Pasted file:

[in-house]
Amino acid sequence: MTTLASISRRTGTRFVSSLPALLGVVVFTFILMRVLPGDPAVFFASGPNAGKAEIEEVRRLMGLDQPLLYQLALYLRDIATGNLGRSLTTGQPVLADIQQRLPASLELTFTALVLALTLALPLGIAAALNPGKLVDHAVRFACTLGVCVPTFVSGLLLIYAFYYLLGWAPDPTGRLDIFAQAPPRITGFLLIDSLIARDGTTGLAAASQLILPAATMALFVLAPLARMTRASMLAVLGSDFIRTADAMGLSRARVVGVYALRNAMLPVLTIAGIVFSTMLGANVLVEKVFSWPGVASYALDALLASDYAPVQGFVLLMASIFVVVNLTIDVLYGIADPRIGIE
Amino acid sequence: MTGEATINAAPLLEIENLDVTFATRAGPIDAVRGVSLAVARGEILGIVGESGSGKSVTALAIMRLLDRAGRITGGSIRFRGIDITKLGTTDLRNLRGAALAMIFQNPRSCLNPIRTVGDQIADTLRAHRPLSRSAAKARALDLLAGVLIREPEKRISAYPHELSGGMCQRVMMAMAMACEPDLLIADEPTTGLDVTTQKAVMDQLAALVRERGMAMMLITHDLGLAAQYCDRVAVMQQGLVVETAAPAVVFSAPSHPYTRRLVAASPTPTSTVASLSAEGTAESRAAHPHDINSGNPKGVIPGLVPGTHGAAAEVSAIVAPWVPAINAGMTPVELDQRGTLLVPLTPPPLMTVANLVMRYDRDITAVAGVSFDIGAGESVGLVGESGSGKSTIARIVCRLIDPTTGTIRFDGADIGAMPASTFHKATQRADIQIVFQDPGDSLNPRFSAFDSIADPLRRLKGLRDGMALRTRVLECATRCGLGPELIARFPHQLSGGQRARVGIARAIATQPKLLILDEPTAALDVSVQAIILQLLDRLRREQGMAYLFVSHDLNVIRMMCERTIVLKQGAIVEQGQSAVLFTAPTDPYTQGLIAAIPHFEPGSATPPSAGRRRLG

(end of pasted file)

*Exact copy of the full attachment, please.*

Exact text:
[in-house]
Amino acid sequence: MTTLASISRRTGTRFVSSLPALLGVVVFTFILMRVLPGDPAVFFASGPNAGKAEIEEVRRLMGLDQPLLYQLALYLRDIATGNLGRSLTTGQPVLADIQQRLPASLELTFTALVLALTLALPLGIAAALNPGKLVDHAVRFACTLGVCVPTFVSGLLLIYAFYYLLGWAPDPTGRLDIFAQAPPRITGFLLIDSLIARDGTTGLAAASQLILPAATMALFVLAPLARMTRASMLAVLGSDFIRTADAMGLSRARVVGVYALRNAMLPVLTIAGIVFSTMLGANVLVEKVFSWPGVASYALDALLASDYAPVQGFVLLMASIFVVVNLTIDVLYGIADPRIGIE
Amino acid sequence: MTGEATINAAPLLEIENLDVTFATRAGPIDAVRGVSLAVARGEILGIVGESGSGKSVTALAIMRLLDRAGRITGGSIRFRGIDITKLGTTDLRNLRGAALAMIFQNPRSCLNPIRTVGDQIADTLRAHRPLSRSAAKARALDLLAGVLIREPEKRISAYPHELSGGMCQRVMMAMAMACEPDLLIADEPTTGLDVTTQKAVMDQLAALVRERGMAMMLITHDLGLAAQYCDRVAVMQQGLVVETAAPAVVFSAPSHPYTRRLVAASPTPTSTVASLSAEGTAESRAAHPHDINSGNPKGVIPGLVPGTHGAAAEVSAIVAPWVPAINAGMTPVELDQRGTLLVPLTPPPLMTVANLVMRYDRDITAVAGVSFDIGAGESVGLVGESGSGKSTIARIVCRLIDPTTGTIRFDGADIGAMPASTFHKATQRADIQIVFQDPGDSLNPRFSAFDSIADPLRRLKGLRDGMALRTRVLECATRCGLGPELIARFPHQLSGGQRARVGIARAIATQPKLLILDEPTAALDVSVQAIILQLLDRLRREQGMAYLFVSHDLNVIRMMCERTIVLKQGAIVEQGQSAVLFTAPTDPYTQGLIAAIPHFEPGSATPPSAGRRRLG